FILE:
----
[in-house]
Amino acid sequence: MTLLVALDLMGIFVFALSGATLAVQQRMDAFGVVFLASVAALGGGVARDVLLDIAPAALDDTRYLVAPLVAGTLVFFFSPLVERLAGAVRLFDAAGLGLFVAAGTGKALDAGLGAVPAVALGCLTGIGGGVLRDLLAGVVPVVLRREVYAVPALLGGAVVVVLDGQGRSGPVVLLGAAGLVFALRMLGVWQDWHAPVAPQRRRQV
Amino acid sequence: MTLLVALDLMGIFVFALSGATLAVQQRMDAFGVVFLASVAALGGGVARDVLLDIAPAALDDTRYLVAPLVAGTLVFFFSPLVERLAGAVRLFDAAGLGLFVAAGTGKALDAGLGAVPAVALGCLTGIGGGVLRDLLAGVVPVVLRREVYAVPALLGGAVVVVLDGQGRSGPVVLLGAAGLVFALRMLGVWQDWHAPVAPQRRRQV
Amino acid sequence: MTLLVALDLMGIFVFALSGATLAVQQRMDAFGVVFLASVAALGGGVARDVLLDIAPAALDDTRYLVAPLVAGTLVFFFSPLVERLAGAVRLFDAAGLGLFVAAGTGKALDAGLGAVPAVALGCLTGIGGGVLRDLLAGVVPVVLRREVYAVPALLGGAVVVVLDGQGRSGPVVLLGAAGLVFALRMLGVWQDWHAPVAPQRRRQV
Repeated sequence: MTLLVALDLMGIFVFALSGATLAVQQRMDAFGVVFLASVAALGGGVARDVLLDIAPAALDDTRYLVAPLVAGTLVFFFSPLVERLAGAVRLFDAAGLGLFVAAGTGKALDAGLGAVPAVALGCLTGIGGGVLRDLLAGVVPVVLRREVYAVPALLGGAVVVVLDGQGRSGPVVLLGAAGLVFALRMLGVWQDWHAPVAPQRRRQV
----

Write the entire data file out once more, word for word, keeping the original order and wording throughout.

[in-house]
Amino acid sequence: MTLLVALDLMGIFVFALSGATLAVQQRMDAFGVVFLASVAALGGGVARDVLLDIAPAALDDTRYLVAPLVAGTLVFFFSPLVERLAGAVRLFDAAGLGLFVAAGTGKALDAGLGAVPAVALGCLTGIGGGVLRDLLAGVVPVVLRREVYAVPALLGGAVVVVLDGQGRSGPVVLLGAAGLVFALRMLGVWQDWHAPVAPQRRRQV
Amino acid sequence: MTLLVALDLMGIFVFALSGATLAVQQRMDAFGVVFLASVAALGGGVARDVLLDIAPAALDDTRYLVAPLVAGTLVFFFSPLVERLAGAVRLFDAAGLGLFVAAGTGKALDAGLGAVPAVALGCLTGIGGGVLRDLLAGVVPVVLRREVYAVPALLGGAVVVVLDGQGRSGPVVLLGAAGLVFALRMLGVWQDWHAPVAPQRRRQV
Amino acid sequence: MTLLVALDLMGIFVFALSGATLAVQQRMDAFGVVFLASVAALGGGVARDVLLDIAPAALDDTRYLVAPLVAGTLVFFFSPLVERLAGAVRLFDAAGLGLFVAAGTGKALDAGLGAVPAVALGCLTGIGGGVLRDLLAGVVPVVLRREVYAVPALLGGAVVVVLDGQGRSGPVVLLGAAGLVFALRMLGVWQDWHAPVAPQRRRQV
Repeated sequence: MTLLVALDLMGIFVFALSGATLAVQQRMDAFGVVFLASVAALGGGVARDVLLDIAPAALDDTRYLVAPLVAGTLVFFFSPLVERLAGAVRLFDAAGLGLFVAAGTGKALDAGLGAVPAVALGCLTGIGGGVLRDLLAGVVPVVLRREVYAVPALLGGAVVVVLDGQGRSGPVVLLGAAGLVFALRMLGVWQDWHAPVAPQRRRQV